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    FWIW, I met a guy in central VA who was hiking the AT with no money. His gear was all from junk stores. His "shelter" was a blue tarp he used as a blanket when it rained, not very effectively it would seem as I met him when he had all his gear layed out in the sun to dry after getting soaked in the previous night's rain. He cooked over wood fired so his only expense was food. For that he would write a friend and tell them he was hiking the AT and ran out of money, and asked them if they would mail a food drop to the next PO up the trail. He figured that he had enough friends to make it to HF without asking the same person twice.

  5. #45
    Registered User JNI64's Avatar
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    Quote Originally Posted by Odd Man Out View Post
    FWIW, I met a guy in central VA who was hiking the AT with no money. His gear was all from junk stores. His "shelter" was a blue tarp he used as a blanket when it rained, not very effectively it would seem as I met him when he had all his gear layed out in the sun to dry after getting soaked in the previous night's rain. He cooked over wood fired so his only expense was food. For that he would write a friend and tell them he was hiking the AT and ran out of money, and asked them if they would mail a food drop to the next PO up the trail. He figured that he had enough friends to make it to HF without asking the same person twice.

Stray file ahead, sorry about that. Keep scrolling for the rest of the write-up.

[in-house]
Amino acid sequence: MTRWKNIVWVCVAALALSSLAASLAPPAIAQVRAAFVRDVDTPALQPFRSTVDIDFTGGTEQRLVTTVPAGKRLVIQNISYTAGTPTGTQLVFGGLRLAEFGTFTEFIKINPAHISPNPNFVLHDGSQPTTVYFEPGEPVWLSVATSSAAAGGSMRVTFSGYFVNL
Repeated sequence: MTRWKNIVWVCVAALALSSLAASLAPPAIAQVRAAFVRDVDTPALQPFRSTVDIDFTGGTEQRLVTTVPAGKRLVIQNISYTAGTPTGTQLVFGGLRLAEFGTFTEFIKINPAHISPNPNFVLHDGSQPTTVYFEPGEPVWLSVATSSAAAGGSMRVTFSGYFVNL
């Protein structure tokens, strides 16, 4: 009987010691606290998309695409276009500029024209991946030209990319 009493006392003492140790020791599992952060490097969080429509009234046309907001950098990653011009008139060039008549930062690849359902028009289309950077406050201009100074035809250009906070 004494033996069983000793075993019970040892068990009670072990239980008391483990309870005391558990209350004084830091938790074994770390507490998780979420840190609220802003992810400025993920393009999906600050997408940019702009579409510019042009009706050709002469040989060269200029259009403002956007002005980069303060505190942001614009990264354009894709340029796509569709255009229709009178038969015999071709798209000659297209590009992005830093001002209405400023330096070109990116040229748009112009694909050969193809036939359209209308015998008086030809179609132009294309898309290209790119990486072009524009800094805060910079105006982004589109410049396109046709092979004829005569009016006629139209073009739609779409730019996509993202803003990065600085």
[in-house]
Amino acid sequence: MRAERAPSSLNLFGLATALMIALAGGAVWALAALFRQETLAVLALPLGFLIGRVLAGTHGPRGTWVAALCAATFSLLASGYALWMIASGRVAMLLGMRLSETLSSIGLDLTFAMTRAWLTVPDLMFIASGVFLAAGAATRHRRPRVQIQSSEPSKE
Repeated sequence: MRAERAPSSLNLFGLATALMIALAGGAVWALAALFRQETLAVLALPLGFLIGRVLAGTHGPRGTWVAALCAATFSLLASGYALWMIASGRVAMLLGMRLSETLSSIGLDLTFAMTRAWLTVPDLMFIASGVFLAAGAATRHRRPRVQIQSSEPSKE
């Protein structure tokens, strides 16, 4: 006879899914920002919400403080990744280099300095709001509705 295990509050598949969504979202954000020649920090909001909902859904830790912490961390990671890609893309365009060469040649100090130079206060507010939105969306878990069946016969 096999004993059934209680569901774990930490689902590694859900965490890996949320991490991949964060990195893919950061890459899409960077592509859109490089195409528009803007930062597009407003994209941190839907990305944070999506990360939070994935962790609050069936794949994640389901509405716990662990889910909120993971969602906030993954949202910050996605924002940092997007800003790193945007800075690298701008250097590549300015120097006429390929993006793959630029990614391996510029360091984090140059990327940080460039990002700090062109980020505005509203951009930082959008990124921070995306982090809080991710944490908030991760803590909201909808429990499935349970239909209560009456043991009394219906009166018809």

This sounds like a great idea. I think you should go for it!

  6. #46
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    Has anyone ever been faced with such a unique problem? We are trying anything at this point. All we know is that our trail friends/angels have all told us to get back out as soon as we can or else we may never get back there. We know this was a one time adventure for us before we start building a life and the lack of support back home has been hard.
    Advice, if any?

    I was in a similar situation when I first started doing long trips. I screwed up the financing on my first thru hike and my money didn't last as long as I thought it would. I made it through, but had to change my spending and hiking habits - here's what I did.

    I sold my car and used the money to hike. ( I had to ride a bike for a few months when I got back before I could get a car on the road again.)
    I used mail drops (food in bulk was cheaper and better than what I could buy.) And I spaced them out.
    I carried 7 to 10 days worth of food at a time and limited my town interactions.
    I hit up all hike boxes for possible food and other needs.
    I included an allowance in each mail drop in stead of having access to all my money at once.
    No more town stays unless I could do a work for stay.
    I couldn't hang with people anymore when they went to town. It wasn't fair to be a mooch.
    Town visits became "Neros". Sleep a couple of miles outside of town and hike in when the PO opened. Pack up and head out in the same day.